Janet Townley's father, a civilian pilot in the Vietnam War, was reported missing two days after Christmas in 1971 when his transport plane was shot down over northern Laos.
"My dad's been there for 14 years, and I feel there's a very good chance he's alive. We know there are men alive," said Townley, 30, of Hesperia, Calif.
"It's just more and more frustrating year after year," she said.
"We do have a photograph of him in captivity," said Townley. Her family obtained the photo, which was taken sometime before October 1972, through the U.S. Air Force.
"Surely these men feel after all these years that the country has forgotten them," said Townley, who was among 650 people who attended the 16th annual convention of the League of Families of American Prisoners and Missing in Southeast Asia.
The league, whose five-day convention at the Radisson Mark Plaza Hotel in Alexandria ended yesterday, is the largest organization of family members and friends of the 2,464 Americans, including several civilians, still officially listed as missing in Southeast Asia.
The feelings of those gathered for the convention seemed to be marked by the belief, or at least the hope, that their loved ones are still alive somewhere, as well as by frustration with the perceived lack of government and public attention on the issue of POWs and MIAs. Some, though, noted with appreciation the recent surge of attention paid to this issue.
"The whole issue of Vietnam is a little more socially acceptable than it has been in the past few years. Everybody's behind this big Vietnam push, with 'Rambo' and everything else," said Gary Wright of Falls Church, a disabled Vietnam veteran whose father was declared missing near Hanoi on Jan. 17, 1967. "Isn't it ironic, though, that it takes a violent movie to make people realize that there is a problem."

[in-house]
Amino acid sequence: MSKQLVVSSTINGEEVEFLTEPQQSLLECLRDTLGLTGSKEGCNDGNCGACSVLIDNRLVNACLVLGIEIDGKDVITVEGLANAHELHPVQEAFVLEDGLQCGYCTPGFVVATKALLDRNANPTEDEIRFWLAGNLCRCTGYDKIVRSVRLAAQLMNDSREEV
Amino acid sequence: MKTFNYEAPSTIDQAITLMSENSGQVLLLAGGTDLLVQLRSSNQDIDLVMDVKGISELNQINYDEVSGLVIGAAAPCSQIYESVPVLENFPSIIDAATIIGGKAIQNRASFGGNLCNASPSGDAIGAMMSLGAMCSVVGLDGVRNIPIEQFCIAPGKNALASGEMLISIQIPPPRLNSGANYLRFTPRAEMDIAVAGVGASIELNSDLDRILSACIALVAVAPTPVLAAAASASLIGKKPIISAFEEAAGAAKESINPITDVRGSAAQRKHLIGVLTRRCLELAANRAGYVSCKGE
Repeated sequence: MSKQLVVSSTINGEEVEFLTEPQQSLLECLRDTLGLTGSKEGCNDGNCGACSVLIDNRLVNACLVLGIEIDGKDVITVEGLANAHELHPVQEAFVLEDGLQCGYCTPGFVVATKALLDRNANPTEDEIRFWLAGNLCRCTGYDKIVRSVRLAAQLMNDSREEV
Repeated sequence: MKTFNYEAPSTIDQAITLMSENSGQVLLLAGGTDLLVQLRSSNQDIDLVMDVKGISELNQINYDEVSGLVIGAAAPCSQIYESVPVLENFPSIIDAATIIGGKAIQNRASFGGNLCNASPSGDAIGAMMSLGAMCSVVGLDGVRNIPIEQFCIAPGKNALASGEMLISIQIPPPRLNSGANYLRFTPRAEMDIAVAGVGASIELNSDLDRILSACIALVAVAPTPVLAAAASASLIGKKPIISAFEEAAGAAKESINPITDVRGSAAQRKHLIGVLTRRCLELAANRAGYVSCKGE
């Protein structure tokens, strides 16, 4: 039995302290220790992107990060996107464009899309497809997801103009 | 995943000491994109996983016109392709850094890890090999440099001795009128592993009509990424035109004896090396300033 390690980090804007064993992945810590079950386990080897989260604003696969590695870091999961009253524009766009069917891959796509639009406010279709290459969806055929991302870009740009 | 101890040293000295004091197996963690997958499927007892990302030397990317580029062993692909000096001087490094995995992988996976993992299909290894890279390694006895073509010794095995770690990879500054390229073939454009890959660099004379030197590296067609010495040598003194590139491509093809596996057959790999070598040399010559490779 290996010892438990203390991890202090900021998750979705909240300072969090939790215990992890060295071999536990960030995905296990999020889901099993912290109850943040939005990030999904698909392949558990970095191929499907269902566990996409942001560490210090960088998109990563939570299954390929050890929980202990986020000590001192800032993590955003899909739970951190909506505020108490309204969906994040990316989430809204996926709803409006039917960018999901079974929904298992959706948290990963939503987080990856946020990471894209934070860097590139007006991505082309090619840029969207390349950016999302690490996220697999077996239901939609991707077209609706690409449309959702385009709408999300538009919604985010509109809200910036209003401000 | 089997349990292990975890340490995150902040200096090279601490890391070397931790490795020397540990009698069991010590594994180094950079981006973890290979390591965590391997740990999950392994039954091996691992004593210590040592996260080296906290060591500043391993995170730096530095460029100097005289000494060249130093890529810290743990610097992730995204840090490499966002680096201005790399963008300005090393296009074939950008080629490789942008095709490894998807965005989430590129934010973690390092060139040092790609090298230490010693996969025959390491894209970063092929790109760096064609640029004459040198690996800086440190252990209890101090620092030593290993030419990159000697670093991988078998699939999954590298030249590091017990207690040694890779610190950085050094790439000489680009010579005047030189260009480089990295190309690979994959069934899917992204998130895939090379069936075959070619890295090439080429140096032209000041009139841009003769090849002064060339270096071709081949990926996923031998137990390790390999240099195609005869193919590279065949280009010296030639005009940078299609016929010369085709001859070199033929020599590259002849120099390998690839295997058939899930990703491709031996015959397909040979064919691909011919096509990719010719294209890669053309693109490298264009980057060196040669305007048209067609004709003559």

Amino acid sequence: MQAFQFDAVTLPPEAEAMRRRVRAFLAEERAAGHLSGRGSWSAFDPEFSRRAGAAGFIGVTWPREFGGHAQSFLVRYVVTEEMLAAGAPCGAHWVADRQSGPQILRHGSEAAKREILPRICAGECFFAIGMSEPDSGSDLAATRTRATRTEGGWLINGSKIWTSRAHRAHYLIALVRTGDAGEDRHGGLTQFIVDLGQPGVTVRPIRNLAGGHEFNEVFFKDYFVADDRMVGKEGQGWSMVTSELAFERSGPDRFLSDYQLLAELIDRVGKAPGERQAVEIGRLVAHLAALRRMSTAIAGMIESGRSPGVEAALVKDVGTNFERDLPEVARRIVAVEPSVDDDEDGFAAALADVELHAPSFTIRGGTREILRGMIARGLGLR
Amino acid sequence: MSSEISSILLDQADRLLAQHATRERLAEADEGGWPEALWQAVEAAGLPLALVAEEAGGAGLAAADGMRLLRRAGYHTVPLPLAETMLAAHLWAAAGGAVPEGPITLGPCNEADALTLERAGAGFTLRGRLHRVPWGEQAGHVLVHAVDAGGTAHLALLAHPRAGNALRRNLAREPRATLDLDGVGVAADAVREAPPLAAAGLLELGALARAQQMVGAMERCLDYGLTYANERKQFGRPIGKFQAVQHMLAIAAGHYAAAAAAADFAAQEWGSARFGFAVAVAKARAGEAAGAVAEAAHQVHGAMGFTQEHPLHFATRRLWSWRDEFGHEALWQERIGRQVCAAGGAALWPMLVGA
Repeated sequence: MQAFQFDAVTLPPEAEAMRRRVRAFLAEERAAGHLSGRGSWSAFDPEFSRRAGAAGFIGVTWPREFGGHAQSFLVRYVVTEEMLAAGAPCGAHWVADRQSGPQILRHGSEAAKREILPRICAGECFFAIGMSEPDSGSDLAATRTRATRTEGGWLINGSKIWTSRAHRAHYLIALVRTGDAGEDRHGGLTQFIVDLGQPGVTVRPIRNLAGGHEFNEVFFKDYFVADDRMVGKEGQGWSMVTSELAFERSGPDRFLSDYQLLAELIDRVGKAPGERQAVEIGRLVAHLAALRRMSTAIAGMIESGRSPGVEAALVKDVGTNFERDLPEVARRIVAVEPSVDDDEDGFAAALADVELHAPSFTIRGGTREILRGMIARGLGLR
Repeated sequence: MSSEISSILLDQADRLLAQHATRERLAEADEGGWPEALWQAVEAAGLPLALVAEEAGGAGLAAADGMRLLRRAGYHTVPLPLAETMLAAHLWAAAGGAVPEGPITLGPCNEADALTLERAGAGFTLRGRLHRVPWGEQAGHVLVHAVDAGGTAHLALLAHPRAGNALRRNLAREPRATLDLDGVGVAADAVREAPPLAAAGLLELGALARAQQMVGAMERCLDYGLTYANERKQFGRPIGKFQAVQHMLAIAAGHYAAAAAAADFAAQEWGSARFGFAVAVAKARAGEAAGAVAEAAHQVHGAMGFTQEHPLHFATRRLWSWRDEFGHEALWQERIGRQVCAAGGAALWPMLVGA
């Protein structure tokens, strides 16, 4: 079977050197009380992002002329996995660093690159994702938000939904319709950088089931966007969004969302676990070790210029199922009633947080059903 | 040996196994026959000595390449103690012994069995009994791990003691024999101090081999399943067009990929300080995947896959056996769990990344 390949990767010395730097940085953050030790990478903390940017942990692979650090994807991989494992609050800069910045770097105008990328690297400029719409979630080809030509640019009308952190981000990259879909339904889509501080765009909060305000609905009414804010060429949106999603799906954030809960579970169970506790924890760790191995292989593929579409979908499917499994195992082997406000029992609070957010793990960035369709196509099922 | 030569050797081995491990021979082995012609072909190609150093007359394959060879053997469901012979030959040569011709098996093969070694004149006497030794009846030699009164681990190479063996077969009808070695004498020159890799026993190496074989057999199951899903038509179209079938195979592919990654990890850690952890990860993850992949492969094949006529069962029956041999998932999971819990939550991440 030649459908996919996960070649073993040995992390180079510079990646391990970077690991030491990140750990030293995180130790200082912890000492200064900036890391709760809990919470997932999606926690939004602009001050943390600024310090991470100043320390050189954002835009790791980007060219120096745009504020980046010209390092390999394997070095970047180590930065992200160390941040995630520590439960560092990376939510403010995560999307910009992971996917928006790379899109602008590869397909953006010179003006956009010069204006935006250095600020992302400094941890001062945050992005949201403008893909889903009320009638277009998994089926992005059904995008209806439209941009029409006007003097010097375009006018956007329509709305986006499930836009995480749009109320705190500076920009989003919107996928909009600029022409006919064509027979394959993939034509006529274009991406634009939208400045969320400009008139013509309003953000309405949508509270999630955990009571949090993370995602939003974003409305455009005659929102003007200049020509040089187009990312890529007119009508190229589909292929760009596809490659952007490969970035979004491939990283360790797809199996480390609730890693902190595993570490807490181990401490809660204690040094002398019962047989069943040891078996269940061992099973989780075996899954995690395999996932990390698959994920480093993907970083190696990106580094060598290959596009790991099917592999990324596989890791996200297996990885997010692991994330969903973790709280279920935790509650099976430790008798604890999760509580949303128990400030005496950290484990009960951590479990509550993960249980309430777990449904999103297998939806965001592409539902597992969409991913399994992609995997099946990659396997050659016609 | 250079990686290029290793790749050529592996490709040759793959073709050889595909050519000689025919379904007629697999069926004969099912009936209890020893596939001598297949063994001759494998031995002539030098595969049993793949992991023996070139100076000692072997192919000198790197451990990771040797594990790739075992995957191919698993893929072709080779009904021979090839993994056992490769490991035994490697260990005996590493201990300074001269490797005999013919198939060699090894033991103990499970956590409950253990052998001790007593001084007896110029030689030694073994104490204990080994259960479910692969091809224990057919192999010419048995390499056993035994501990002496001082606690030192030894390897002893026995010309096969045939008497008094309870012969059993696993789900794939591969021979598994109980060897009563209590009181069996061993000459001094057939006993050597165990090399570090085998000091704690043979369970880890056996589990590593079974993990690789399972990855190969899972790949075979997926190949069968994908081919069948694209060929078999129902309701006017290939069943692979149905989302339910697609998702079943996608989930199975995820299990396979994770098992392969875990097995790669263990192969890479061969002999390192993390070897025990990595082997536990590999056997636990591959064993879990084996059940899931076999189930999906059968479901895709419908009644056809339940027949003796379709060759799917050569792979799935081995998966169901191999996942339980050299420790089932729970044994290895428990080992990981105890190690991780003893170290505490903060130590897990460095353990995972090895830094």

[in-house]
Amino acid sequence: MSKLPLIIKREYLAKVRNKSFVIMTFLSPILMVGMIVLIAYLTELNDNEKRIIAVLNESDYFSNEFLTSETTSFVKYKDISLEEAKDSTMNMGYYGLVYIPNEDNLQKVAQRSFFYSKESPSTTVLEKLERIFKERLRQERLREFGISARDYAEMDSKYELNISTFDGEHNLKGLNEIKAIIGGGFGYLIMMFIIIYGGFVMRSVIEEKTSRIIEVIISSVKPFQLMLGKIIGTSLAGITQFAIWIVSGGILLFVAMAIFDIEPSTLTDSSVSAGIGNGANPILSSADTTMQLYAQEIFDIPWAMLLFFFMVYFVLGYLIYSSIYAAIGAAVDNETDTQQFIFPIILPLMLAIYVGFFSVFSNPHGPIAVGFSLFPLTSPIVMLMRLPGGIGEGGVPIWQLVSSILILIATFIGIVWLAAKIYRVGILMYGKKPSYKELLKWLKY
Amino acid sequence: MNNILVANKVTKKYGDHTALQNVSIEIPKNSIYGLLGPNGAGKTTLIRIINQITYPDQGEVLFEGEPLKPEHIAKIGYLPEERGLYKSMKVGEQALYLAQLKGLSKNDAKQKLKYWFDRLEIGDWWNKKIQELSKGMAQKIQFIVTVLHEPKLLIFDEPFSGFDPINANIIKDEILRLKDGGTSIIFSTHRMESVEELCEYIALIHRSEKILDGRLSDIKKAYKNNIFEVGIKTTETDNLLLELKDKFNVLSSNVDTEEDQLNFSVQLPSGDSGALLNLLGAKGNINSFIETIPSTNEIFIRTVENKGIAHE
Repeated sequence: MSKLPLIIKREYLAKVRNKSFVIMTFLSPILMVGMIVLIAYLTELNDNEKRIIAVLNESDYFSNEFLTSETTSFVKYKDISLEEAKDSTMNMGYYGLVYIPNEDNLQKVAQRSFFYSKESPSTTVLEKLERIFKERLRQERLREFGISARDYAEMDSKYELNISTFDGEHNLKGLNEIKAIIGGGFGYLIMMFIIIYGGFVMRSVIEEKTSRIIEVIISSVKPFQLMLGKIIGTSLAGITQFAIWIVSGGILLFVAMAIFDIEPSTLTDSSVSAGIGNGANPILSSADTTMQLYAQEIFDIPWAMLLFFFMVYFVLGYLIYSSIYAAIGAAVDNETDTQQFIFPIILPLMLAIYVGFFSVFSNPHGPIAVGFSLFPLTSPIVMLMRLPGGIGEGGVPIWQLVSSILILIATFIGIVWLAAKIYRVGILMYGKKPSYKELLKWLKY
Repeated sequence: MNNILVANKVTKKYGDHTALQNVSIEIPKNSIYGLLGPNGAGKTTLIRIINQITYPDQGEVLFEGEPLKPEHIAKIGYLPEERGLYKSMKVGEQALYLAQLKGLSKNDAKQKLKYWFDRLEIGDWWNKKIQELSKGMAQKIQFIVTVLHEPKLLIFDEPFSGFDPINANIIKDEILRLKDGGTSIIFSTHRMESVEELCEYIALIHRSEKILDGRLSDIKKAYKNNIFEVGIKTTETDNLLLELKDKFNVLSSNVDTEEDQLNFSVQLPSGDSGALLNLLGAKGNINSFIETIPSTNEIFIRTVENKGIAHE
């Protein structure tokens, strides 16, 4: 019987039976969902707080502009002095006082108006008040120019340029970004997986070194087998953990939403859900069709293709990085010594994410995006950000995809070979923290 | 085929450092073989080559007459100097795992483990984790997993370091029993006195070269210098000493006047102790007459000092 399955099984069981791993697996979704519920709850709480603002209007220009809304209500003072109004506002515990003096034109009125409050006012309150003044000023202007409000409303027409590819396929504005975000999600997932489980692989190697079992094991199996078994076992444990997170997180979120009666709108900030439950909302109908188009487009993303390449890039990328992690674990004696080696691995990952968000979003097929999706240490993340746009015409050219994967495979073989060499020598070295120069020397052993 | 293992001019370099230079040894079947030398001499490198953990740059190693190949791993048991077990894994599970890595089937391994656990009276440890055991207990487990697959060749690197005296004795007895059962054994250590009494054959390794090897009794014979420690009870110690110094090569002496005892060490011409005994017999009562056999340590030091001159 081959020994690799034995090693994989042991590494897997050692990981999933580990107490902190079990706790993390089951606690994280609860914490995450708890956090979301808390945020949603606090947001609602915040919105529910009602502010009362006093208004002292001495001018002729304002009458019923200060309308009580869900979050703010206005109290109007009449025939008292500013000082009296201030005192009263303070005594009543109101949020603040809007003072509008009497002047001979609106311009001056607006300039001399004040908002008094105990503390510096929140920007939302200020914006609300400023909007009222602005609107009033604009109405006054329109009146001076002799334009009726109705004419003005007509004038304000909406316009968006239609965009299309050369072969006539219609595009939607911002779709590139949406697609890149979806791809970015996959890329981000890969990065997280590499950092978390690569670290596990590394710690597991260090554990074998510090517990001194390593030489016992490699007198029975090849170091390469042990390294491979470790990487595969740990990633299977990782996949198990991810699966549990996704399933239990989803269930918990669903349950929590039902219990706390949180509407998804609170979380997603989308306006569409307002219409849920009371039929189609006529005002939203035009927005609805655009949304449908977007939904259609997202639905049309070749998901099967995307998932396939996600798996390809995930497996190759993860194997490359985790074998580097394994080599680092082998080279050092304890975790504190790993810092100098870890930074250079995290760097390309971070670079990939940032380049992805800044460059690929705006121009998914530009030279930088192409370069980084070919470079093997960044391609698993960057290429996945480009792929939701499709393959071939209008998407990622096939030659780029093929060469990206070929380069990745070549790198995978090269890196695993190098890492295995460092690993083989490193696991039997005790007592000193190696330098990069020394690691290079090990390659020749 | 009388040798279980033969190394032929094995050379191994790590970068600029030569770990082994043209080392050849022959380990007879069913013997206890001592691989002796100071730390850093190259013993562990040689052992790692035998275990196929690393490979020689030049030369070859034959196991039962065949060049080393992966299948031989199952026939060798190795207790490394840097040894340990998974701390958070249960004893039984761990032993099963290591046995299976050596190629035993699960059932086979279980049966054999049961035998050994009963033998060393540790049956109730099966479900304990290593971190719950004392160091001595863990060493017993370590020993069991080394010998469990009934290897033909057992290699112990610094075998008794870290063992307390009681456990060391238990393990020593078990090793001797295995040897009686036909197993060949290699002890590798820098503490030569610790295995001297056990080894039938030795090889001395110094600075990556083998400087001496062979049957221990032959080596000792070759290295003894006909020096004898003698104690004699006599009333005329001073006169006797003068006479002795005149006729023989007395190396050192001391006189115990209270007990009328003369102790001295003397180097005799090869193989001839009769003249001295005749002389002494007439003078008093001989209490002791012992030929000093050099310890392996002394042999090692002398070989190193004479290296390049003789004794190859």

Kimberly Huss-Tomesh was not quite 3 years old when her father, a Navy lieutenant junior grade, was reported missing over the Gulf of Siam on Feb. 6, 1968.
"I don't remember his personality, only his physical image, and I feel robbed," said Huss-Tomesh, now 19, of Eau Claire, Wis.
Huss-Tomesh and her mother, who remarried about three years after Roy A. Huss was first reported missing in action and later killed in action, have been involved in the league for just over a year.
"It was a totally helpless feeling. We felt guilty about not doing anything, yet we felt that there was nothing we could do," Huss-Tomesh said of her feelings before joining the organization.
"The waiting has been very hard -- waiting for news to find out if he is a POW or not," said Helen Williams of Richmond, Calif., whose brother Roy, an Army staff sergeant, has been missing since May 12, 1968. "I feel that he is a POW ."
James B. Brown was 19 when his helicopter went down south of Saigon on Oct. 31, 1972.
"It's an awful thing to have it hanging over you constantly, but we hope -- we're hoping hard that he is still alive ," said James' mother, Louise Brown, of Albuquerque.
"It seems that our country is finally realizing that these men are missing," said Jack Laeufer of Lima, Ohio, whose cousin Col. Owen (Pete) Skinner was reported missing while flying over Laos on Dec. 12, 1970. "The adrenaline is starting to flow."
"Pete is a year younger than I am, he's 51 now, and every time you eat something or go someplace, you wonder what he's doing," said Laeufer. "I never give up hope. Whether Pete comes home or someone from Texas comes home, it makes no difference -- I'll be the happiest person in the world."
"The hostages in Iran, everyone counted the days for them. Who's counting the days for the POW/MIAs? Nobody but the families, the children," said Wright.
"We're counting the years," added Huss-Tomesh.
Some of the families search for documents and information that might help them learn the fate of their missing family members.
Huss-Tomesh asked Navy officials to bring the file on her father's disappearance to the hotel where the league's convention was held, which they did.
"All his records that I've looked at are so screwed up, there are records of four crash sites in his file," she said. "One page on the report said they found two bodies [there were 12 men on the plane's crew with her father], another said none, and another said they found a raft."
"There are live Americans there, [but] if my father comes home in a box then I have to accept death and go through the grieving process," she said.